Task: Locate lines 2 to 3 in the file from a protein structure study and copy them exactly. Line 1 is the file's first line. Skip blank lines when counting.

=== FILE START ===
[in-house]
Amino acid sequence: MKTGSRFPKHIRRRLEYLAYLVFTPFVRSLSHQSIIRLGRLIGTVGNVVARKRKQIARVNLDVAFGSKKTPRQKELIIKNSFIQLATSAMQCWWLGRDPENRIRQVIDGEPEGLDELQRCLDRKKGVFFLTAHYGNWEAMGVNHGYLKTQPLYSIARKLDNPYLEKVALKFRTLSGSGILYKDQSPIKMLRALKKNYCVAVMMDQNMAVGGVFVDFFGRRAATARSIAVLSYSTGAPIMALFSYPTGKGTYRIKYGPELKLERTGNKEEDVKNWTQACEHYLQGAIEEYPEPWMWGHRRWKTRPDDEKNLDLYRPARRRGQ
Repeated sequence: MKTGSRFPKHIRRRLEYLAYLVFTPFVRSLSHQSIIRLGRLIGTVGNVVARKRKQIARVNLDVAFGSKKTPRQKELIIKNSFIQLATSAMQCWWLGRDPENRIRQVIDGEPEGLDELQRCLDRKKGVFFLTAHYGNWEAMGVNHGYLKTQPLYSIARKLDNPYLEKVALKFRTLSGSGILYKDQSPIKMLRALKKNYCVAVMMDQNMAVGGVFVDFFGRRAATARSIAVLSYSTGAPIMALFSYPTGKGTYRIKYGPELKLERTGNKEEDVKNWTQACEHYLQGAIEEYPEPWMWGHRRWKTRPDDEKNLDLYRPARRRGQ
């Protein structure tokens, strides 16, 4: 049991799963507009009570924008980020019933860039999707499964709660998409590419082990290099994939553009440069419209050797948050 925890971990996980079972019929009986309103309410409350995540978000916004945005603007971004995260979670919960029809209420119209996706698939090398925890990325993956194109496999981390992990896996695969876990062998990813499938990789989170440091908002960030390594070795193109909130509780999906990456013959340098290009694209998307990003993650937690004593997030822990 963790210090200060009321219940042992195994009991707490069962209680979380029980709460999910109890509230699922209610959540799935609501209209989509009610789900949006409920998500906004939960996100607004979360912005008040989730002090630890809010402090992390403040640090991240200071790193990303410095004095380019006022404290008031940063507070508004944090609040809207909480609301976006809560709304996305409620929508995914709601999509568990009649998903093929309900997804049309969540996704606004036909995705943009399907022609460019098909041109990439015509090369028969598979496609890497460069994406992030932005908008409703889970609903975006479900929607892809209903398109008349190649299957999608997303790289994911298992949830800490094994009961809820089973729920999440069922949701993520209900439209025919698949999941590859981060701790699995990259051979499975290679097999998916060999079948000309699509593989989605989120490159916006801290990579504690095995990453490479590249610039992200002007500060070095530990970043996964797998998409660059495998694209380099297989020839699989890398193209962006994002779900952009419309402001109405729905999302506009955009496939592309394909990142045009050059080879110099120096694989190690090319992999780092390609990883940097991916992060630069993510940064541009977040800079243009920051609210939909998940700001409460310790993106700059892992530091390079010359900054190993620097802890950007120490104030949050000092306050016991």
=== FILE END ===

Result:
Amino acid sequence: MKTGSRFPKHIRRRLEYLAYLVFTPFVRSLSHQSIIRLGRLIGTVGNVVARKRKQIARVNLDVAFGSKKTPRQKELIIKNSFIQLATSAMQCWWLGRDPENRIRQVIDGEPEGLDELQRCLDRKKGVFFLTAHYGNWEAMGVNHGYLKTQPLYSIARKLDNPYLEKVALKFRTLSGSGILYKDQSPIKMLRALKKNYCVAVMMDQNMAVGGVFVDFFGRRAATARSIAVLSYSTGAPIMALFSYPTGKGTYRIKYGPELKLERTGNKEEDVKNWTQACEHYLQGAIEEYPEPWMWGHRRWKTRPDDEKNLDLYRPARRRGQ
Repeated sequence: MKTGSRFPKHIRRRLEYLAYLVFTPFVRSLSHQSIIRLGRLIGTVGNVVARKRKQIARVNLDVAFGSKKTPRQKELIIKNSFIQLATSAMQCWWLGRDPENRIRQVIDGEPEGLDELQRCLDRKKGVFFLTAHYGNWEAMGVNHGYLKTQPLYSIARKLDNPYLEKVALKFRTLSGSGILYKDQSPIKMLRALKKNYCVAVMMDQNMAVGGVFVDFFGRRAATARSIAVLSYSTGAPIMALFSYPTGKGTYRIKYGPELKLERTGNKEEDVKNWTQACEHYLQGAIEEYPEPWMWGHRRWKTRPDDEKNLDLYRPARRRGQ